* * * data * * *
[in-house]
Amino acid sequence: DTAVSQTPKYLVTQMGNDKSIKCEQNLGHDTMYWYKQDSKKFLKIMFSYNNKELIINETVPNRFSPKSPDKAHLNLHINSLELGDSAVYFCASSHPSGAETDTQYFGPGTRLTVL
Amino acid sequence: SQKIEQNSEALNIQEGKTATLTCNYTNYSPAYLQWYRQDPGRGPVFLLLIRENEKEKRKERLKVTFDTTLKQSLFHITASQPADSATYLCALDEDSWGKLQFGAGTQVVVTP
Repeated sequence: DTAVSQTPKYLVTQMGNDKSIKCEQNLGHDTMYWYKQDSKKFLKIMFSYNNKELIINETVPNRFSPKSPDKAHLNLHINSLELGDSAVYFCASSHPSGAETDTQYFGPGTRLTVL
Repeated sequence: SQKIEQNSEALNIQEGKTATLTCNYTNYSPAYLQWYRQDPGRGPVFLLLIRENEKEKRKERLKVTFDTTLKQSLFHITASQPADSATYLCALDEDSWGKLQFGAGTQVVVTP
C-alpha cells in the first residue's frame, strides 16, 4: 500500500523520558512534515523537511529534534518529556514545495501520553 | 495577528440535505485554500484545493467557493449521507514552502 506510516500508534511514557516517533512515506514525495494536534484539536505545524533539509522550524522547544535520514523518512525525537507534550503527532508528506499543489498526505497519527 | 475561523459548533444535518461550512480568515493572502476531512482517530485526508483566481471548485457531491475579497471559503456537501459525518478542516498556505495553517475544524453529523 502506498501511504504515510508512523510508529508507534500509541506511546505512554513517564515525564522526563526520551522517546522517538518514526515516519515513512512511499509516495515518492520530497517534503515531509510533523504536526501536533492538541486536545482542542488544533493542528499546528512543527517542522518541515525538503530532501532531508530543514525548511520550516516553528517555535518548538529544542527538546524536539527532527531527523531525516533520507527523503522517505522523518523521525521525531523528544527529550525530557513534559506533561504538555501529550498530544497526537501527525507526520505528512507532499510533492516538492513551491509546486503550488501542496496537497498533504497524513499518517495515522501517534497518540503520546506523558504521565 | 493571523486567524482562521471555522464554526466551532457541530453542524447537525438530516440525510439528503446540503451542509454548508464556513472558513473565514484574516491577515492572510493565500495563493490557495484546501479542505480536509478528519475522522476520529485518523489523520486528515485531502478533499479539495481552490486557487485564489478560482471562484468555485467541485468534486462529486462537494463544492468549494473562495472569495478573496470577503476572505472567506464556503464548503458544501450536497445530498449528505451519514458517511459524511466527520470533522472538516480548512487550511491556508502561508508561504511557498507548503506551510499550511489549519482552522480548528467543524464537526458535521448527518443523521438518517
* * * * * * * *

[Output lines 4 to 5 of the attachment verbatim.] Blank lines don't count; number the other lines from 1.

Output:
Repeated sequence: DTAVSQTPKYLVTQMGNDKSIKCEQNLGHDTMYWYKQDSKKFLKIMFSYNNKELIINETVPNRFSPKSPDKAHLNLHINSLELGDSAVYFCASSHPSGAETDTQYFGPGTRLTVL
Repeated sequence: SQKIEQNSEALNIQEGKTATLTCNYTNYSPAYLQWYRQDPGRGPVFLLLIRENEKEKRKERLKVTFDTTLKQSLFHITASQPADSATYLCALDEDSWGKLQFGAGTQVVVTP